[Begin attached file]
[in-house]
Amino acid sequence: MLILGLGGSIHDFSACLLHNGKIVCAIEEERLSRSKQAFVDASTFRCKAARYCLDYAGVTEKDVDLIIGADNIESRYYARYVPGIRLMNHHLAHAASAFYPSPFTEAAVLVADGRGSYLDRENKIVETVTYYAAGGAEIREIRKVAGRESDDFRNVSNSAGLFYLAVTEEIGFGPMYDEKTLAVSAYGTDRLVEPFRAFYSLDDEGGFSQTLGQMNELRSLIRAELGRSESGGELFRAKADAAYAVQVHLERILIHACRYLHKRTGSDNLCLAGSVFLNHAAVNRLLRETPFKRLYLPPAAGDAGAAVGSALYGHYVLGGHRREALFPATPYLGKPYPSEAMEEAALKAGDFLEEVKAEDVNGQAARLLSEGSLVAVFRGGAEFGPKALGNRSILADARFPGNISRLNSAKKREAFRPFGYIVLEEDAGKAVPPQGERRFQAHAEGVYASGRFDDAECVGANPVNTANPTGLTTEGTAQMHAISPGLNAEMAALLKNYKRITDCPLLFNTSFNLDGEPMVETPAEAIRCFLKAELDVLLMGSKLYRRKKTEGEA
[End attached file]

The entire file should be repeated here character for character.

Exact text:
[in-house]
Amino acid sequence: MLILGLGGSIHDFSACLLHNGKIVCAIEEERLSRSKQAFVDASTFRCKAARYCLDYAGVTEKDVDLIIGADNIESRYYARYVPGIRLMNHHLAHAASAFYPSPFTEAAVLVADGRGSYLDRENKIVETVTYYAAGGAEIREIRKVAGRESDDFRNVSNSAGLFYLAVTEEIGFGPMYDEKTLAVSAYGTDRLVEPFRAFYSLDDEGGFSQTLGQMNELRSLIRAELGRSESGGELFRAKADAAYAVQVHLERILIHACRYLHKRTGSDNLCLAGSVFLNHAAVNRLLRETPFKRLYLPPAAGDAGAAVGSALYGHYVLGGHRREALFPATPYLGKPYPSEAMEEAALKAGDFLEEVKAEDVNGQAARLLSEGSLVAVFRGGAEFGPKALGNRSILADARFPGNISRLNSAKKREAFRPFGYIVLEEDAGKAVPPQGERRFQAHAEGVYASGRFDDAECVGANPVNTANPTGLTTEGTAQMHAISPGLNAEMAALLKNYKRITDCPLLFNTSFNLDGEPMVETPAEAIRCFLKAELDVLLMGSKLYRRKKTEGEA